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7118 & cw

Morning folks.

Three Sotas have appeared on 7118 this morning and each time Morse station has fired up.
Sounds like repeated CQ CQ any oen else id it as me Morse is very shabby.


My CW is even worse, but I can tell you it wasn’t CQ!

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I heard a station just sending numbers in CW on 7093 last night - I presume it was some traning course as it was very slow. Strange to hear morse that high up the band though - normally it’s below 7050, but I think there was some contest on last night, so that’s why it moved into the “all-mode” section of the band I suppose.

At 1111z

CQ DE TM32UFT Op Dan, with replies from French stations


Or it was one of those “numbers stations” sending code groups for some unknown purpose…

TM32UFT is issued for the 32nd annual meeting of the UNION FRANÇAISE des TELEGRAPHISTES (UFT).

16 operators will activate the callsign from april 10th to 24th in CW on HF and VHF bands.

All contacts will be confirmed via REF bureau and LOTW

Direct QSL via F6ICG, GĂ©rard.

But why they would use 7118 kHz is beyond me!
Walt (G3NYY)

Hi Walt & all,

A transmission I heard earlier & most likely what Karl commented on was 5 figure groups with professional / governent style punctuation.

I far prefer that to the wide band OTH radar or digital signals that appear & block large parts of our spectrum for days on end.

And don’t get me started on the rubbish allowed on the market that the public put in their homes!

For those that can read Morse I’d recommenced grabbing a pencil & seeing how much you can write down, after all, that traffic is sent to be manually copied.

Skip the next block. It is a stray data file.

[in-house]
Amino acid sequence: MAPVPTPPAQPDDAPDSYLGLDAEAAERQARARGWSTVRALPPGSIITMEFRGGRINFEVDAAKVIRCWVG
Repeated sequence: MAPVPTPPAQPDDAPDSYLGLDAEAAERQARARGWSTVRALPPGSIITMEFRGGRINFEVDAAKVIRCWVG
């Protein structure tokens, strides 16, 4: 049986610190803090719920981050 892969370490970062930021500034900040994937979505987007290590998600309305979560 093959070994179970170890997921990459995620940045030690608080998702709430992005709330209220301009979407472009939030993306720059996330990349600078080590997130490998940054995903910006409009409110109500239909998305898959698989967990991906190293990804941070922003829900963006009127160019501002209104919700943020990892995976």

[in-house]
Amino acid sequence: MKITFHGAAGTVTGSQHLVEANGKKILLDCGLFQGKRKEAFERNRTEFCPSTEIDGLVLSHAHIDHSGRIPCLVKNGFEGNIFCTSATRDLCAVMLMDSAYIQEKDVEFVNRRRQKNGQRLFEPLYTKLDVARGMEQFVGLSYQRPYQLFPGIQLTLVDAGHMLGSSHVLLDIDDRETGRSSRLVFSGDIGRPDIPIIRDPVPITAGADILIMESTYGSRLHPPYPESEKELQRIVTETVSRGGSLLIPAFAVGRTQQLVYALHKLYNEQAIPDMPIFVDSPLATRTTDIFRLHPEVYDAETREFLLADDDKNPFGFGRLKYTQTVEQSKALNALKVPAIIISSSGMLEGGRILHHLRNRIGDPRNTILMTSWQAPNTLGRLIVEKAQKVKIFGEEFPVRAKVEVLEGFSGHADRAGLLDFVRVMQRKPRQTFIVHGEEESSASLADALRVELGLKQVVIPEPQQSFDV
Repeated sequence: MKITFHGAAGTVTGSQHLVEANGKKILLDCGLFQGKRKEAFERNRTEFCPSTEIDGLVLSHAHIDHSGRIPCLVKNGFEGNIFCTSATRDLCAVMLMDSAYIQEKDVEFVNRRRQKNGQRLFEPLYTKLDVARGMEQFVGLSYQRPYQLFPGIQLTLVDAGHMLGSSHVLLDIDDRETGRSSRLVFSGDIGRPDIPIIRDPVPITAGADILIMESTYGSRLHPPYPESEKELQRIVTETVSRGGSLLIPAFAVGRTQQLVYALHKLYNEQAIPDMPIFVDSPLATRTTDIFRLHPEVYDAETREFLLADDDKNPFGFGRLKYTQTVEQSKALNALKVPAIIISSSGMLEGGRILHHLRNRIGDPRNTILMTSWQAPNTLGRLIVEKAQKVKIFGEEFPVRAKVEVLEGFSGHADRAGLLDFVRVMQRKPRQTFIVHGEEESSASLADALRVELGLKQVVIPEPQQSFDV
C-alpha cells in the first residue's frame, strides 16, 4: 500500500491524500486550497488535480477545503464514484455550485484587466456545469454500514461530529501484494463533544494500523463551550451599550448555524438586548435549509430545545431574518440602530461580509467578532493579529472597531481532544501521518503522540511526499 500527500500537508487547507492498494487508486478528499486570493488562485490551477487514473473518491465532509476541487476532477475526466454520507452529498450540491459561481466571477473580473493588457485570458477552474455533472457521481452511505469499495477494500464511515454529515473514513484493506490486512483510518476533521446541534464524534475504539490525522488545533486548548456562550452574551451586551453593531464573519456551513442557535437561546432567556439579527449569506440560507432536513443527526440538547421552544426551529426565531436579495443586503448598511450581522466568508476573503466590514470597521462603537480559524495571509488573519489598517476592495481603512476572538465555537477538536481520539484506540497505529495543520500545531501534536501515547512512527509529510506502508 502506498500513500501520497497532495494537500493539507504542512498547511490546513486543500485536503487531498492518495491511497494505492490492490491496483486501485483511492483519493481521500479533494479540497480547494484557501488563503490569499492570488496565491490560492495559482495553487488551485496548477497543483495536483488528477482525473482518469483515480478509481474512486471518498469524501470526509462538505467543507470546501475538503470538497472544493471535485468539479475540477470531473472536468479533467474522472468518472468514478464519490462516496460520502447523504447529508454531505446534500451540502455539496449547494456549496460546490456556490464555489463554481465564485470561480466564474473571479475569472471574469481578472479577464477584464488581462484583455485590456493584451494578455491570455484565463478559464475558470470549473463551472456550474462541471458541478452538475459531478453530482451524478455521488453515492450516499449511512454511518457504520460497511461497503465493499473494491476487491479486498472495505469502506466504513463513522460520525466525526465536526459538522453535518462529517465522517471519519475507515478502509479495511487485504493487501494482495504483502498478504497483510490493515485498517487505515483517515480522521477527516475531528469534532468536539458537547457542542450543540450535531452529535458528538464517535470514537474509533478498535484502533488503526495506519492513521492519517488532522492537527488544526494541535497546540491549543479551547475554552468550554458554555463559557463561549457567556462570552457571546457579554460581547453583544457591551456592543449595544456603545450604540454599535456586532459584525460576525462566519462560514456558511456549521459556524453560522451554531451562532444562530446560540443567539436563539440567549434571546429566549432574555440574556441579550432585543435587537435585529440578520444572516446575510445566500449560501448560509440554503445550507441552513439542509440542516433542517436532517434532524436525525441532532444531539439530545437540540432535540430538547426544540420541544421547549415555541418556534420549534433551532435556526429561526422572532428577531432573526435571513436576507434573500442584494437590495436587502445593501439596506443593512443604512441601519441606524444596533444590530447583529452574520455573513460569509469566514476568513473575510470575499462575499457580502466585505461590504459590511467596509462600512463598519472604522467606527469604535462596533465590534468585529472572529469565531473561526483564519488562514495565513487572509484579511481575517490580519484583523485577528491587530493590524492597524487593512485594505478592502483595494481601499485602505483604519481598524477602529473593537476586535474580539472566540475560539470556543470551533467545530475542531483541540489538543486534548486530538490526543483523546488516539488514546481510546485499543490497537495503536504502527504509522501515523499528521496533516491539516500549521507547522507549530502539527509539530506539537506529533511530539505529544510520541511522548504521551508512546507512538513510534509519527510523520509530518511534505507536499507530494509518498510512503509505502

Basically, nothing to see here, move along.

73, Mark G0VOF

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PLT, VDSL2 etc etc

EMnC ( n = NOT ! )

Oh and aren’t these LED bulbs brilliant…

Solution buy a house in the middle of nowhere.

I think you need to buy 220-240 LED bulbs not the universal voltage range ones.

Getting off topic guys but here goes…

I have replaced almost all my light bulbs in my house with the LED types, fitted external LED security lighting and so far cannot detect any interference from them on HF. The background noise floor on HF is much stronger for me now having recently moved from a rural situation of 17 years to a more suburban residential spot. Fortunately the ADSL / VDSL2 comes in underground locally and not on overheads so it could be a lot worse. I can knock out my own VDSL2 on 5 and 7 MHz usually once a day until it learns to avoid those frequencies on my line for that day… that is using 100 watts, ferrites everywhere, screened CAT6 in the shack to the router and the latest BT faceplate for VDSL2. All internal phone sockets in the house have been disconnected other than the main BT point and that made the VDSL2 more immune to my signals than any other measure.

The mystery S9 hetrodyne I get every 16 KHz throughout HF is really annoying though, it comes on for 20-30 minutes at a time then goes off for a similar time before returning. One day I will attempt to DF it.

73 Phil

Nope they are all pretty terrible rgr EMC which use switchers in the base. Passive capacitive divider
bulbs are OK. I have recently completed a case study in work on bayonet bulbs and the effects on DAB radio reception.

Especially bad on radiated emissions. Conducted not so terrible…

I know this isn’t the place to discuss this major topic, but I feel sorry for you Phil knowing how established your previous QTH station was. Going rural is a must now for serious HF enthusiasts.

Highly desirable, I suppose, but often not possible.